This week you’ll notice there’s been a theme on What Hi-Fi?. Specifically that we’re running a special week-long British Hi-Fi event where we’re celebrating the best audio tech, past and present, to come from our home nation.
As a part of that, we’ve had the pleasure of speaking to plenty of big names from some of Britain’s most iconic audio brands including Rega, Monitor Audio and Cambridge Audio to get their hot takes on topics like
spatial audio, car hi-fi and what’s changed in the past 50 years.
And though for the most part, I’ve loved every conversation, there’s one topic that’s reared its ugly head in every chat, that over the past few weeks has slowly eaten away at me.
This started at the end of February with a casual comment from Cambridge Audio CEO, Stuart George when I asked him if they have many younger customers and he said in no uncertain terms:
“I don't know if the hi-fi is necessarily relevant for them yet.”
Innocent enough and true - when I was in my 20s I certainly didn’t have piles of cash under my pillow for floorstanders, in fact, I could barely afford my breakfast avocados.
Things then escalated when Monitor Audio’s technical director Michael Hedges commented, “I think this is something that every audio company probably struggles with,” when I asked him the same question in a separate interview.
The final nail in the coffin then landed when I was going through a transcript of What Hi-Fi? managing editor, Becky Roberts' interview with Rega, when design engineer Ashton Wagner commented:
“I think there's a lot of people out there who just haven't had the opportunity to have the experience of quality music playback.”
Seeing a pattern here?
All of us are having a problem getting younger people into hi-fi. Now as a journalist who writes about the topic, that’s a pretty important problem as I really do like having a readership.
And that leads me to the point of this article - we all need to find ways to show younger music fans the benefit of hi-fi.
Thankfully, I’m not alone in this thought, with Rega, Monitor Audio and Cambridge Audio all agreeing with my sentiment. I think Monitor Audio’s Hedges put it best when he said:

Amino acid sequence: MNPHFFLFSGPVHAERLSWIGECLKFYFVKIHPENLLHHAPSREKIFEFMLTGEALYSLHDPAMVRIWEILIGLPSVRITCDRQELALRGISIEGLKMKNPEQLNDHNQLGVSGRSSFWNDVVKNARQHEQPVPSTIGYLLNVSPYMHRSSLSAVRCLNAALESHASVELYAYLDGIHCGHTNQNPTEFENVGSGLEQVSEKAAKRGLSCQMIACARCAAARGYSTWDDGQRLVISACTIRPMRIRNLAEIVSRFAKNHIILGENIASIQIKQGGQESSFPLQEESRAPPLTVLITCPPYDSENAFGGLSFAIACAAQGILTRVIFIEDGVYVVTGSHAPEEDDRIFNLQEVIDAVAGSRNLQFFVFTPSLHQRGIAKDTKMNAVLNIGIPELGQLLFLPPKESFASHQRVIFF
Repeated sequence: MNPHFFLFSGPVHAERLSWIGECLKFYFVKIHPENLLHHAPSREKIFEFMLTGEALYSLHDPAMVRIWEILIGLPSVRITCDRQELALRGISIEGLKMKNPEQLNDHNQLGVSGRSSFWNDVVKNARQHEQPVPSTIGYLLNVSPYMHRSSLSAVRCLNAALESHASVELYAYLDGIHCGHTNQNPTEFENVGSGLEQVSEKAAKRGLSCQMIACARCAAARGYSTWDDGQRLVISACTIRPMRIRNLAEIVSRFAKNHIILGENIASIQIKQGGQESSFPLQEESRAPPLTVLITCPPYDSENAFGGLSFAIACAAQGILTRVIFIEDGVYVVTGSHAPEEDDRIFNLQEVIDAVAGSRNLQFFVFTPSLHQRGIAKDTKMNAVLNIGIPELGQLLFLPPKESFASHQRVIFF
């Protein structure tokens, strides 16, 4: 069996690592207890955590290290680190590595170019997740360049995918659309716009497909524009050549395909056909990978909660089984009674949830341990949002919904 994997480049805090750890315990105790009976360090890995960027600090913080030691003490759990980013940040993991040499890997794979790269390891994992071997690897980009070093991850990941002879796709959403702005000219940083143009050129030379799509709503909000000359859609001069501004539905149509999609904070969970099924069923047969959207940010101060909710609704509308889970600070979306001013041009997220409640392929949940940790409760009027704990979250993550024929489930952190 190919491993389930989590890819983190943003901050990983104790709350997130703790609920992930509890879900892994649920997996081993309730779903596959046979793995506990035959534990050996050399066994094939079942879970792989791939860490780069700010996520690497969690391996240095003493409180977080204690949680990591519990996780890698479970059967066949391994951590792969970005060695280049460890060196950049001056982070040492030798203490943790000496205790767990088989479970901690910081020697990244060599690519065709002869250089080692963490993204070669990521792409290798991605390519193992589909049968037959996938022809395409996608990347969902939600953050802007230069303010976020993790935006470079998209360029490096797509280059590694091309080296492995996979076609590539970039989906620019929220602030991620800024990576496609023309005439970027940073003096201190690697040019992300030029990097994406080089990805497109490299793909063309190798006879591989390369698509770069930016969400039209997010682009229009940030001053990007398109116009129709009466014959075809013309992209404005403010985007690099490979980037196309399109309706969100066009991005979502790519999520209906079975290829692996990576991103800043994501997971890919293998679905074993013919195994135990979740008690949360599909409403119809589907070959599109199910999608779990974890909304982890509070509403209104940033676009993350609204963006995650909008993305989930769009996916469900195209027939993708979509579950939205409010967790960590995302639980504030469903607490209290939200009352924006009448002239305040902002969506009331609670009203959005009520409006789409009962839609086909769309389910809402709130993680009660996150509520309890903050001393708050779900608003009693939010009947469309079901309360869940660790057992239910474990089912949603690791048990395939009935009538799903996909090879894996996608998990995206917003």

“What we find is you can have a long conversation with people about how great the loudspeakers are - how it measures, what it does, what the distortion is - and it's kind of semi-meaningless. [It's not] until you sit them down in front of those speakers [and they can hear] why it's better than their Sonos system.”
The complexity comes from the question “how” as it’s not like we can make people under the age of 25 sit in front of a proper set of speakers and stay put until they understand the majestic benefits of listening to Rush in stereo - trust me I’ve tried with my god-daughter, it didn’t end well.
And it’s here that no one I spoke to agreed. Every one of us had a different thought.
Some think that it’ll organically happen as hi-fi fans pass their kit down to the next generation. I’m not doing that, my hi-fi’s going into the ground with me.
Others mused that serious music fans would naturally go on their own journey, potentially driven by a desire to own their music on vinyl or a CD rather than relying on streaming. The low-fi movement certainly lends some credence to that thought.
But regardless of the answer, it is a problem that’s keeping me up at night, and one I hope we as an industry can answer, as there’s so much good music in the world that deserves to be heard properly on a decent hi-fi setup and not a cheap pair of poor-sounding Bluetooth in ears.
What do you think? How can we encourage the next generation of hi-fi fans? Let us know with a comment below!
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